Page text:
Experts urge public to get vaccinated as communities face respiratory triple threat

Cases of respiratory syncytial virus, or RSV, have been steadily rising in Washington and Idaho along with pediatric hospitalizations. Influenza and COVID-19 also pose a risk, creating what experts are calling a "triple threat" for respiratory illness. Image of Washington three-week average for RSV antigens courtesy of Centers for Disease Control and Prevention.



As the frequency of respiratory illnesses rise, more hospitals are filling up their pediatric beds.

According to, November data showed 1,713 out of 1,990 total inpatient pediatric beds in Idaho are occupied. Washington had 9,078 out of a total 13,751 filled.

Both Washington and Idaho have seen a rise in cases of respiratory syncytial virus (RSV). Influenza activity is “moderate” in Idaho and Oregon, but “high” in Washington. COVID-19 transmission is either moderate or high in most of the Inland Northwest.

Those most at risk for hospitalization from RSV are children ages zero to 6 months, and especially those younger than two months old, said Dr. Summer Day, the pediatric medical director at Gritman Medical Center in Moscow, Idaho. RSV is also one of the most common reasons young children are hospitalized, though death is rare. 

“Avoiding the winter birthday party with your infant,” that’s a good idea, Day said. “But I still think choosing those social functions and other things in the winter that are important to you is still OK.”

For most parents, Dr. Day said keeping children completely isolated won’t be an option. She does recommend precautions like vaccinations, hand washing and masking in crowds to reduce risks.

“It is OK to have, you know, 2 to 6-month-olds in day cares,” she said. “It’s something that just has to happen in our society where people work, and parents should not feel bad or guilty about having their children in day care.”

Some hypotheses have suggested that an “immunity debt” caused by lowered exposure from isolation and masking has led to an increase in hospitalizations. But Mike Larson, a nurse for Public Health — Idaho North Central District, said it’s not clear if or how much masking and isolation might have affected children’s immunity.

“Obviously, we’re not going to recommend that people go out and intentionally expose their children to a known virus. RSV is going to be one of those illnesses that does circulate through schools, child care, all of those different types of places,” he said. “I think people — children especially — were still exposed, especially the younger ones [who] quite often couldn’t wear masks effectively.”

Dr. Day says the timing for outbreaks have also changed during the pandemic, which could be why hospital beds are now filling up.

“RSV is a virus that is common and, even before the pandemic, was one of the leading causes of hospital stays for children under the age of 1,” she said. “This year, and in the last year specifically, it’s been coming earlier in the year and affecting more children all at once. So we’re seeing a rise in hospital stays from RSV.”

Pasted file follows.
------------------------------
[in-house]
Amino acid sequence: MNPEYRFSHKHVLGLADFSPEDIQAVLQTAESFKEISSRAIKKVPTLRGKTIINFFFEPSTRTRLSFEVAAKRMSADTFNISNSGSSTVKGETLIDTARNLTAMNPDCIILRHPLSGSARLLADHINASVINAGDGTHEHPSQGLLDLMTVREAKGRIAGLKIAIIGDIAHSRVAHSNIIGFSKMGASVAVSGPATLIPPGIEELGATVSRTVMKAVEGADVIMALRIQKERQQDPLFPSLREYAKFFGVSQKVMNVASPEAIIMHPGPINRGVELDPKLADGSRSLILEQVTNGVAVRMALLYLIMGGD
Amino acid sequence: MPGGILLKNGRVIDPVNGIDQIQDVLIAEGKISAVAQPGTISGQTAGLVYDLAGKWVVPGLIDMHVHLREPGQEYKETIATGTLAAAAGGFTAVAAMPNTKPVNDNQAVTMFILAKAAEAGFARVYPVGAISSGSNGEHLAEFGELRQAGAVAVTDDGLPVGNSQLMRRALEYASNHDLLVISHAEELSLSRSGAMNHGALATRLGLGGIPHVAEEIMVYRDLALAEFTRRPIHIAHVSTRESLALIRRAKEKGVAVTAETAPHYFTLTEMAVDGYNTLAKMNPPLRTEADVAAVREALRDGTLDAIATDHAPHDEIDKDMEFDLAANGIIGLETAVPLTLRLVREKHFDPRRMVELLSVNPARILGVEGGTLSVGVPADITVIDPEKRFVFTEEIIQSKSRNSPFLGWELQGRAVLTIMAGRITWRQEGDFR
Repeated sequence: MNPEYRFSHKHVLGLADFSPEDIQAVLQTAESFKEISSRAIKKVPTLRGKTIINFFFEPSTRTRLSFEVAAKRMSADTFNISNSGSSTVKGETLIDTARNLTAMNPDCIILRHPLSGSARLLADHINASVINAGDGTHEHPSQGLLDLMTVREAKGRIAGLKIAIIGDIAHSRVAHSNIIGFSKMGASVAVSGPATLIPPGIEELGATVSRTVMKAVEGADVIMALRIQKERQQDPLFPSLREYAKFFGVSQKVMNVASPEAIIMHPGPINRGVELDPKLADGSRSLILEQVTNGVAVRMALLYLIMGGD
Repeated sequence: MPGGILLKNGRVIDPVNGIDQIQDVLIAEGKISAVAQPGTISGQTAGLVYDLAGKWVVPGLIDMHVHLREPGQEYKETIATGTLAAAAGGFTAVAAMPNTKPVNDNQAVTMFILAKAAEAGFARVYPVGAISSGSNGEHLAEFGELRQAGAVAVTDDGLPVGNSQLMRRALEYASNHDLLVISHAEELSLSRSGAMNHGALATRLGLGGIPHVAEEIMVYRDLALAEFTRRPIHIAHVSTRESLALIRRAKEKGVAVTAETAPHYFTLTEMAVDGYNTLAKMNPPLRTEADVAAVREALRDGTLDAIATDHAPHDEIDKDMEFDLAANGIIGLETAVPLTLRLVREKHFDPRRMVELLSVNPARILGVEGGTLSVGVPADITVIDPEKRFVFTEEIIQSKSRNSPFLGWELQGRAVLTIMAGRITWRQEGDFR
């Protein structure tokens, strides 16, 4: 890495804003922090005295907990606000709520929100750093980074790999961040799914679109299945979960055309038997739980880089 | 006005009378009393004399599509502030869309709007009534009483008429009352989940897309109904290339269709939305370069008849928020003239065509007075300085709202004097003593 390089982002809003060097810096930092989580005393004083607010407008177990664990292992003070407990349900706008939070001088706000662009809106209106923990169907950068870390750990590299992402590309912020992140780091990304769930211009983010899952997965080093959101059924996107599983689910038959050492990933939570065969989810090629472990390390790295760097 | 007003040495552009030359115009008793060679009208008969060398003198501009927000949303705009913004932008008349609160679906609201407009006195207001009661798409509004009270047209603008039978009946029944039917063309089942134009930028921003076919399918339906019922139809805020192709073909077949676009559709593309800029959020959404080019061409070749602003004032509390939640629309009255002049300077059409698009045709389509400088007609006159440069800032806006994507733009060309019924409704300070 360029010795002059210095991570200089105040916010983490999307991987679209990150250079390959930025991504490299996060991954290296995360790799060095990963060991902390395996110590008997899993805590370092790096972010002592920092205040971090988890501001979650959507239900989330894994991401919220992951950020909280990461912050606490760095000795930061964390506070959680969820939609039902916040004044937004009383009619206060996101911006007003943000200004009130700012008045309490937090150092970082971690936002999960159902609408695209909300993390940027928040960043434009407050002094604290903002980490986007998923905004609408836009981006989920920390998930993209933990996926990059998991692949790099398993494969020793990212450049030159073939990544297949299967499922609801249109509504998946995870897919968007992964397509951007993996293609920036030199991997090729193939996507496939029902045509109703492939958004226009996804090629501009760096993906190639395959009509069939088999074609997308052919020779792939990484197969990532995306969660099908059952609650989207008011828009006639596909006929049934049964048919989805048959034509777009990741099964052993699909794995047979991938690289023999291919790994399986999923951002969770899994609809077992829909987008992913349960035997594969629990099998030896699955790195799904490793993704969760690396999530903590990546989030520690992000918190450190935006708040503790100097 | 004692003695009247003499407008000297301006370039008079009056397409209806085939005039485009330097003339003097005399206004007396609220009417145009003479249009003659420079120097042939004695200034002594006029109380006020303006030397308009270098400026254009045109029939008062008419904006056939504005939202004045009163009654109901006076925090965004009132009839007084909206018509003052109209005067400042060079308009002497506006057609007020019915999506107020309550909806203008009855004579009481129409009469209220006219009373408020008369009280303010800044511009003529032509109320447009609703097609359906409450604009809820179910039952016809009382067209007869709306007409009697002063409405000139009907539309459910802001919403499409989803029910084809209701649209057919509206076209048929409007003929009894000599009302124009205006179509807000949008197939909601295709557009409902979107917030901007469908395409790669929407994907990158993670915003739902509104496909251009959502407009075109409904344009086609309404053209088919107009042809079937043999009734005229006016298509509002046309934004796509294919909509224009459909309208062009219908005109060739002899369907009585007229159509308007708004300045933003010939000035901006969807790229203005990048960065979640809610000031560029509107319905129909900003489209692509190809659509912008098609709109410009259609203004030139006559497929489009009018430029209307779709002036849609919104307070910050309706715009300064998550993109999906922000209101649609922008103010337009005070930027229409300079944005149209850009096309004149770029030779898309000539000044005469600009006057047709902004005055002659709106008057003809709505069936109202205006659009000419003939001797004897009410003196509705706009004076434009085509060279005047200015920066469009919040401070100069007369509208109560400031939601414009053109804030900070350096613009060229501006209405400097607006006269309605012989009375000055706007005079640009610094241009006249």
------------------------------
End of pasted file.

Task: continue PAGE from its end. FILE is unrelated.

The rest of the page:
COVID-19 and influenza are also still a risk, and upcoming holiday travel is likely to increase their spread, said Whitman County Public Health Director Chris Skidmore.

“We have the students that go home for Thanksgiving and then also for Christmas. And those are two key time points where influenza is pretty active,” he said. “There is some concern that they could drag it back with them, or … we could have an outbreak here, and they can all drag it home with them when they go home for the holidays.”

Despite this respiratory triple threat, some places have actually seen a decrease in vaccination rates, seemingly because of increased vaccine hesitancy and misinformation during the pandemic, Skidmore said.

In Whitman county, a community health needs assessment found that vaccination rates for children 19 to 39 months decreased from about 80% coverage in June 2019 to 63% coverage in December 2021.

“We’re seeing that in other age groups as well,” he said. “The Washington state average is only a 5% decrease. So we saw about triple what the state average was in decrease of immunizations. So that’s a bit of a concern.”

Getting vaccinated for both the flu and COVID-19, including the updated bivalent booster shots, is one of the best things people can do to protect themselves and their families, Skidmore said.

People should also be avoiding large crowds if possible, and masking if crowds can’t be avoided or if someone thinks they may be sick. Regular hand washing is also important, as RSV and many other illnesses can spread through both respiratory droplets and surface contact.

“Wash your hands; if you’re ill, stay at home; if you have to go out, wear a mask; cover your cough when you cough,” Larson said. “Even though it could be a minor illness for you, it could be a profoundly significant one for someone who was a little bit more challenged and had a lower immunity than you do.”

If children do get sick, Dr. Day said a runny nose, congestion and sometimes a fever are normal symptoms of RSV. Parents should call their doctor if their child starts having more labored breathing.

“Kids are actually pretty good at telling us when they’re sick,” she said. “They might start looking like they’re having labored breathing or working harder to breathe. And most babies under 1 will tell us they are in trouble because they won’t eat very well. So they’re normally breastfeeding or bottle feeding, and then they stop doing that. And those are the times to call your doctor.”

Sun may be contacted at [email protected] or on Twitter at @Rachel_M_Sun. This report is made possible by the Lewis-Clark Valley Healthcare Foundation in partnership with Northwest Public Broadcasting, the Lewiston Tribune and the Moscow-Pullman Daily New